It's funny the few that said they thought they were INTJ's... Me too! But here I am, at 41, an INFP. I've been a software developer since I was 10, but have always worked on my own projects (since I'm so independent), and have been through numerous entrepreneurial ventures and starts. I can make very good money as a software developer with 30 years experience, but I can't be held down to an office environment and can't take work that isn't meaningful and creative. I understand now why I've always been good at starting ventures and tech startups, but never could see them through to a business. I don't work well with others collaboratively, and there's only so far you can go as a creative independent entrepreneur. I've done well in real estate investing and also in partnership with strong E types when I get to be the creative. I'm married to an ISTJ, who keeps me stable and grounded, but who finds it difficult to give me the affirmation and emotional support that I need, but who I am attracted to the constant challenge of helping her grow and be happy. I hope that my story helps someone here. Technology work is not a bad option for INFPs in my opinion, as programming can be quite creative and important, but it doesn't have one-to-one impact of personal counseling or fame-without-being-the-center-of-attention of writing that I feel attracted to as well.
4 years ago
Sadly my problem is I never feel satisfied with a "job," I always feel like I am wasting my time working for the man, like there is so much I could be doing with my time to benefit the world. Unfortunately those things do not pay the bills.
4 years ago
Hey Cally! That's how I feel, too. So maybe you can think about a career path that will allow you to pay the bills and benefit the world. If you can't get the two to converge, I would use some spare time volunteering somewhere that you feel passionately about. That way, you'll satisfy the need to feel needed and useful while also paying the bills. You don't have to volunteer a lot, even just a few hours a month can help you feel more satisfied.
4 years ago
I am quite surprise with the results that I am seeing as it does reflect my INFP personality pretty accurately. I am also a bit shock that only a minute % of population in America is INFP. I am from Asia and I believe that most Asians would fall into this category (I just introduce this test to my cousin and she's the same as me!) I tend to believe that personality can also be shaped through the education system and social/culture expectations. Do you agree?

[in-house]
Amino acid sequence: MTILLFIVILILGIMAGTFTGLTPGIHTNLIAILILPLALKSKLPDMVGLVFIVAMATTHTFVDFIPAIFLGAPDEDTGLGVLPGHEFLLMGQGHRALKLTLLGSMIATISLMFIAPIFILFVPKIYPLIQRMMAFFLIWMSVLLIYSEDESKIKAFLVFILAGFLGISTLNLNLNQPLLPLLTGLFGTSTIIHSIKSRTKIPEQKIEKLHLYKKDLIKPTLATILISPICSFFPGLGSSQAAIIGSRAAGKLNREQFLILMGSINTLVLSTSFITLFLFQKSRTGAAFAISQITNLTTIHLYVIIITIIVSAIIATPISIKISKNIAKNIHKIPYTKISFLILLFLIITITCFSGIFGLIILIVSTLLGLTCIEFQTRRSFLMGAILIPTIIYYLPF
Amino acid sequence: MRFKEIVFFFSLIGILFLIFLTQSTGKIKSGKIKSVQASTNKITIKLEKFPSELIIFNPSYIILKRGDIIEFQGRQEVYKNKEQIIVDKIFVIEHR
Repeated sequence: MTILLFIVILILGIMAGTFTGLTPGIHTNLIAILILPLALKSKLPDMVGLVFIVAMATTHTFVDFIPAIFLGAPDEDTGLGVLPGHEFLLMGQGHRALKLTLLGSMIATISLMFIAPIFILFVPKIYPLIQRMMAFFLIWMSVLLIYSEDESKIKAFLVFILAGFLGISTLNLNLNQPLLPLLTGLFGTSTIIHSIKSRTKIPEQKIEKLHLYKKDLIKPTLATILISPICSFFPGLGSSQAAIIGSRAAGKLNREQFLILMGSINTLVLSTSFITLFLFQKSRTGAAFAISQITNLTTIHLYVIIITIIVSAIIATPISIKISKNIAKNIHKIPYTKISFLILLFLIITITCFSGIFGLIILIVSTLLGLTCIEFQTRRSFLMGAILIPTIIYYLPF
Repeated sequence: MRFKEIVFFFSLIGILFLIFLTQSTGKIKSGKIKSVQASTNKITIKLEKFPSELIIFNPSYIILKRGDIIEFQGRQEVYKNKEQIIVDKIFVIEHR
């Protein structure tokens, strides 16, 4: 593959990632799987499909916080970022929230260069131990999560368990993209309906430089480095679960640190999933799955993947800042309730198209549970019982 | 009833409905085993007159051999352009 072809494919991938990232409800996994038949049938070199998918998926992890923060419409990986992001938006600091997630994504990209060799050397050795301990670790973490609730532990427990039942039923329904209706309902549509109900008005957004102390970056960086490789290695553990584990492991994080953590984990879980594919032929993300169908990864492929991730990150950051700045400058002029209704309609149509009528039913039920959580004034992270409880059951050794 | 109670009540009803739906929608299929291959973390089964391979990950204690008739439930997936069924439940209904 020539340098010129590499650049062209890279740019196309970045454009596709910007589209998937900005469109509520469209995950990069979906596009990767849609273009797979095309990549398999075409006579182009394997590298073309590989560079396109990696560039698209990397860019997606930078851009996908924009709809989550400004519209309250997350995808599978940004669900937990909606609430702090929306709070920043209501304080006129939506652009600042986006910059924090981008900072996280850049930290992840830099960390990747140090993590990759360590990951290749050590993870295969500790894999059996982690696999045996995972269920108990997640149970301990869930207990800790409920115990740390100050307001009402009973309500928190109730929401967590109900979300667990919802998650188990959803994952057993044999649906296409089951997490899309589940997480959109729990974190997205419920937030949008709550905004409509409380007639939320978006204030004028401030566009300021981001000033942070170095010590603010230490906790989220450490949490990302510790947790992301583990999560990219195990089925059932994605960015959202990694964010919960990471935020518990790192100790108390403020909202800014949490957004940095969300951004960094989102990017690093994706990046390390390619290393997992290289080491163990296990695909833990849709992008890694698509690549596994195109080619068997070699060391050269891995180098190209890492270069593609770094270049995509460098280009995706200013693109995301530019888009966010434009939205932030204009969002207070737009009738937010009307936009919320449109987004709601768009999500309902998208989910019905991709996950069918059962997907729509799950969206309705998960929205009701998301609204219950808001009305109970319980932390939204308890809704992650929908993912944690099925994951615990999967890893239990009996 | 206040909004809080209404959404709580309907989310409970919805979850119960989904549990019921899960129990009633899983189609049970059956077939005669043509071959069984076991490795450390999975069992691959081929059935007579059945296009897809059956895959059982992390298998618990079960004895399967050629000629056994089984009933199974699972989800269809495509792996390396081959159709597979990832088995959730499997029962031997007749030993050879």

4 years ago
My issue is that there are too many things I want to do with my life. Too many options.
4 years ago
I feel exactly the same way.
Hanah Everly
5 years ago
I'm an INFP and it's funny because I've always wanted to either be a journalist, or a psychologist (counselor). I never knew anything about the "type" of personality I had. I took this test and found out that I'm an INFP and I read some of the career match ups and both of my "dream jobs" were on the list. I actually took the personality test to see what was on the career section to figure out which one I should pursuit, they are both on their LOL So I'm stuck at square one again. I've always been interested in writing, but I've always loved psych. Such a tough decision. Does anyone else that's an INFP ever feel kind of whimsy when it comes to making a concrete decision about your future? I seem to feel whimsy and indecisive about my college major, what I'm actually suppose to be doing with my life. I feel like I was put on this earth to do something truly meaningful and fulfilling but I just can't put my finger on it. Strange, I know! LOL Well it was nice reading about this personality type. It's crazy that only like 4% of the pop. is an INFP. We're a rare bunch of ppl! That's pretty neat. It was nice reading everyone's comments. I could relate to most.
4 years ago
Hannah, you will not believe how much I can relate to what you've written. I feel the exact same way. In fact, I did my bachelors in Journalism, Psychology and English Literature. Good thing we had triple majors! =D Currently pursuing Masters in Psych (Human Resource) and hoping it leads somewhere good. And ditto on the "I have a purpose but not sure what to do with my life" bit. It is kind of comforting though, to know there are others struggling with similar situations. Although, it doesn't get us any closer to being decisive about anything. Ha! =)